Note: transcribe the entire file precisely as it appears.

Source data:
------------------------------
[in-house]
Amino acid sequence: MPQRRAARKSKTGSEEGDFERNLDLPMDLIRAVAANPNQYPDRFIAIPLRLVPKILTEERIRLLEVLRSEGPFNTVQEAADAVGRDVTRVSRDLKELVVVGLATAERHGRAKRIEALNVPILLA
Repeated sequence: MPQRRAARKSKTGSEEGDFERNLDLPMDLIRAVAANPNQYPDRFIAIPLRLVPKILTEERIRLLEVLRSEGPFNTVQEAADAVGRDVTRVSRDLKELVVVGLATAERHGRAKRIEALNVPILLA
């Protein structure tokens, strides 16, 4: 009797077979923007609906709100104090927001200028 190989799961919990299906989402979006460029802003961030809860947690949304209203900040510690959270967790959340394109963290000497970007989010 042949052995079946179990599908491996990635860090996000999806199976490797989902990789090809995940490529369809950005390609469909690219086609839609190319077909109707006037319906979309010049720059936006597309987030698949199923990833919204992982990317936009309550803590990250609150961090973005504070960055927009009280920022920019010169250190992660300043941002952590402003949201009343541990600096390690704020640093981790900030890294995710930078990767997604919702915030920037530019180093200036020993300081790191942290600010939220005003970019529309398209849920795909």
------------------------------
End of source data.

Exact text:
[in-house]
Amino acid sequence: MPQRRAARKSKTGSEEGDFERNLDLPMDLIRAVAANPNQYPDRFIAIPLRLVPKILTEERIRLLEVLRSEGPFNTVQEAADAVGRDVTRVSRDLKELVVVGLATAERHGRAKRIEALNVPILLA
Repeated sequence: MPQRRAARKSKTGSEEGDFERNLDLPMDLIRAVAANPNQYPDRFIAIPLRLVPKILTEERIRLLEVLRSEGPFNTVQEAADAVGRDVTRVSRDLKELVVVGLATAERHGRAKRIEALNVPILLA
């Protein structure tokens, strides 16, 4: 009797077979923007609906709100104090927001200028 190989799961919990299906989402979006460029802003961030809860947690949304209203900040510690959270967790959340394109963290000497970007989010 042949052995079946179990599908491996990635860090996000999806199976490797989902990789090809995940490529369809950005390609469909690219086609839609190319077909109707006037319906979309010049720059936006597309987030698949199923990833919204992982990317936009309550803590990250609150961090973005504070960055927009009280920022920019010169250190992660300043941002952590402003949201009343541990600096390690704020640093981790900030890294995710930078990767997604919702915030920037530019180093200036020993300081790191942290600010939220005003970019529309398209849920795909």